It is in part because of their nocturnal behaviour that these birds are relatively poorly known. However, most detailed studies of Audubon’s Shearwater within the Caribbean have taken place in the Bahamas where fortunately the nesting areas are low-lying and easy to access. In general, Audubon’s Shearwaters are thought to be declining throughout the Caribbean but there is insufficient information to confirm this view.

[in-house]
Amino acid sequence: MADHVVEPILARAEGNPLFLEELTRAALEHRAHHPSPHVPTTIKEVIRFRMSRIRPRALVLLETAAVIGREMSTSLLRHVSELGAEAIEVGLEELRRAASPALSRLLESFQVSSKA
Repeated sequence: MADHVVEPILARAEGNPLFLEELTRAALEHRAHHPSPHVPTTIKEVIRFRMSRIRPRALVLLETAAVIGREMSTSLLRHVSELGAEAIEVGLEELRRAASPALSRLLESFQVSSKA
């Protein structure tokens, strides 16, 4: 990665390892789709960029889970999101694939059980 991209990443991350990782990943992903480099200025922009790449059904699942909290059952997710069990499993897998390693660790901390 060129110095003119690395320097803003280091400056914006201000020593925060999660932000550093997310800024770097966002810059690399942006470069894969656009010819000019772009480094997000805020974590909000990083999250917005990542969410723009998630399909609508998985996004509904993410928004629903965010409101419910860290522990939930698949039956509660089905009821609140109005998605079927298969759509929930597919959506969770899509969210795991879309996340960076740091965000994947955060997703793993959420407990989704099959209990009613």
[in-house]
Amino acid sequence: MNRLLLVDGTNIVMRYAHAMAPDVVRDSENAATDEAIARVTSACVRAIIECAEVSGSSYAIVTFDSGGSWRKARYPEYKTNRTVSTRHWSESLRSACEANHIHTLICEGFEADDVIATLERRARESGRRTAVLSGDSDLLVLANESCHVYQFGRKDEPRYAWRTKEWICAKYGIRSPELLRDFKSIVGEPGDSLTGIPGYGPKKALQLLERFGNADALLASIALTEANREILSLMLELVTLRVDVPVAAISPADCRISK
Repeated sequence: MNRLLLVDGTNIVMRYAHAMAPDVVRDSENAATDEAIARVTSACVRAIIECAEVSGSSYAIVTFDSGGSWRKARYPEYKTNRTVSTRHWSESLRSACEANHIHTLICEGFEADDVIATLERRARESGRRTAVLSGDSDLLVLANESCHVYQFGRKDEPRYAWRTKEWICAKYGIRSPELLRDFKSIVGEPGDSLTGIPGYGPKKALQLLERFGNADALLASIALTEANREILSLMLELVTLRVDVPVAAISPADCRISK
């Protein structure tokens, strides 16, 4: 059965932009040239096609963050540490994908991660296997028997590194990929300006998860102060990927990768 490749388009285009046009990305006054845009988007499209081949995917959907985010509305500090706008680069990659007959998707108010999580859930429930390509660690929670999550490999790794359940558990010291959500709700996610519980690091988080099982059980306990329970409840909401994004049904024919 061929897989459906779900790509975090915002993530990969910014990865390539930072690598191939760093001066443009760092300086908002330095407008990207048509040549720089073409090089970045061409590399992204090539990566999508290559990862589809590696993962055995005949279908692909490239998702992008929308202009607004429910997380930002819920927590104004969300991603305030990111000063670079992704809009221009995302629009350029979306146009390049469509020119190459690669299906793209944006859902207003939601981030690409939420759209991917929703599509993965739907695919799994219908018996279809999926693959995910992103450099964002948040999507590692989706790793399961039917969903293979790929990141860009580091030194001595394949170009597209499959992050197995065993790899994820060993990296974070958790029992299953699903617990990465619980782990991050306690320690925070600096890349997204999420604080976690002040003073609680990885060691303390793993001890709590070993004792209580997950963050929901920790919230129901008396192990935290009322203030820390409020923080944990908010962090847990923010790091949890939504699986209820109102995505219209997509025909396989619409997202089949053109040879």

Coordinated by the Saba Conservation Foundation (SCF), with support from DCNA, Vogelbescherming, Kansas University, and AES Inc., studies of the Wedrego status, distribution, nesting success and threats have recently begun on Saba. However, the precipitous landscape does not make it easy. Consequently, a variety of different techniques are being used to identify where they nest, and how many individuals may be present. These methods include, comparing the habitat of areas where birds are heard calling verses those areas where there is no calling, recording their calls, and subsequently analysing them digitally to recognise males and females, and individuals. This vocalisation recognition technique (or voice recognition) assists in ‘fingerprinting’ individuals and thereby knowing the number of individuals and whether they return in subsequent years. Where feasible and safe, field surveys are being conducted in likely nesting areas and if possible we hope to use specially modified RADAR to assist in locating highly probable nesting areas. Bird RADAR has been successfully used to detect the scale and distribution of similar shearwater species on Hawaii, and is also used to inform and minimise potential bird strikes by aircraft in Israel. All these approaches have their practical challenges and it may be some time before we have any real understanding of the status of Audubon’s Shearwater in the Dutch Caribbean.